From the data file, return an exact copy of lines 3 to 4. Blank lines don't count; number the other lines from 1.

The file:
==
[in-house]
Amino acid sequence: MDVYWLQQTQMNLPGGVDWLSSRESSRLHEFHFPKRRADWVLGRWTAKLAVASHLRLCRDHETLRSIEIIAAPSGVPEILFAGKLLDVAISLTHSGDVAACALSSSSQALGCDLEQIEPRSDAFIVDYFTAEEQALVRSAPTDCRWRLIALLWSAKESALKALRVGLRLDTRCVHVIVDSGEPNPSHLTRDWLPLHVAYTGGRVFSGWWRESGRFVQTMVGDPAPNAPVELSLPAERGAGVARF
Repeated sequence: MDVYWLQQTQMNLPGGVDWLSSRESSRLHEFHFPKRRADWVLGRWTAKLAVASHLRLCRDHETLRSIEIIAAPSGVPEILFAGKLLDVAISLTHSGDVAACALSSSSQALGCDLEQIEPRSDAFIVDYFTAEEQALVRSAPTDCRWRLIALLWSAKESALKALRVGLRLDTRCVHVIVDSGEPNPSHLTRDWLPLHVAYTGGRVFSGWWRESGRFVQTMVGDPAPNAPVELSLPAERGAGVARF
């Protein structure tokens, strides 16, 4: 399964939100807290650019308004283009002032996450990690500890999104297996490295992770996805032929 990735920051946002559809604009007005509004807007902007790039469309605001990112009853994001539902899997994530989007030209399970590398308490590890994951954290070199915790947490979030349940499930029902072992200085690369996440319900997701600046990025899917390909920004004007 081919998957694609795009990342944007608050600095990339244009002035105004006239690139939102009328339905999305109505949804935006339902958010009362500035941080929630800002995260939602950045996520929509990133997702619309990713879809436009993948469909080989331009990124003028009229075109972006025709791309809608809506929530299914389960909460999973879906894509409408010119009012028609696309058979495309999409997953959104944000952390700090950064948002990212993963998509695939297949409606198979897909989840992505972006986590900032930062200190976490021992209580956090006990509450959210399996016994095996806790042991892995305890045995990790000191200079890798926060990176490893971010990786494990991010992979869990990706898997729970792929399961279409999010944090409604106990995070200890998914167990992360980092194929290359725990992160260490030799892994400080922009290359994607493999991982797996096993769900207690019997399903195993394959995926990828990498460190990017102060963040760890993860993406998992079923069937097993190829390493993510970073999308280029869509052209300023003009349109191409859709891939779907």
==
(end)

Repeated sequence: MDVYWLQQTQMNLPGGVDWLSSRESSRLHEFHFPKRRADWVLGRWTAKLAVASHLRLCRDHETLRSIEIIAAPSGVPEILFAGKLLDVAISLTHSGDVAACALSSSSQALGCDLEQIEPRSDAFIVDYFTAEEQALVRSAPTDCRWRLIALLWSAKESALKALRVGLRLDTRCVHVIVDSGEPNPSHLTRDWLPLHVAYTGGRVFSGWWRESGRFVQTMVGDPAPNAPVELSLPAERGAGVARF
């Protein structure tokens, strides 16, 4: 399964939100807290650019308004283009002032996450990690500890999104297996490295992770996805032929 990735920051946002559809604009007005509004807007902007790039469309605001990112009853994001539902899997994530989007030209399970590398308490590890994951954290070199915790947490979030349940499930029902072992200085690369996440319900997701600046990025899917390909920004004007 081919998957694609795009990342944007608050600095990339244009002035105004006239690139939102009328339905999305109505949804935006339902958010009362500035941080929630800002995260939602950045996520929509990133997702619309990713879809436009993948469909080989331009990124003028009229075109972006025709791309809608809506929530299914389960909460999973879906894509409408010119009012028609696309058979495309999409997953959104944000952390700090950064948002990212993963998509695939297949409606198979897909989840992505972006986590900032930062200190976490021992209580956090006990509450959210399996016994095996806790042991892995305890045995990790000191200079890798926060990176490893971010990786494990991010992979869990990706898997729970792929399961279409999010944090409604106990995070200890998914167990992360980092194929290359725990992160260490030799892994400080922009290359994607493999991982797996096993769900207690019997399903195993394959995926990828990498460190990017102060963040760890993860993406998992079923069937097993190829390493993510970073999308280029869509052209300023003009349109191409859709891939779907």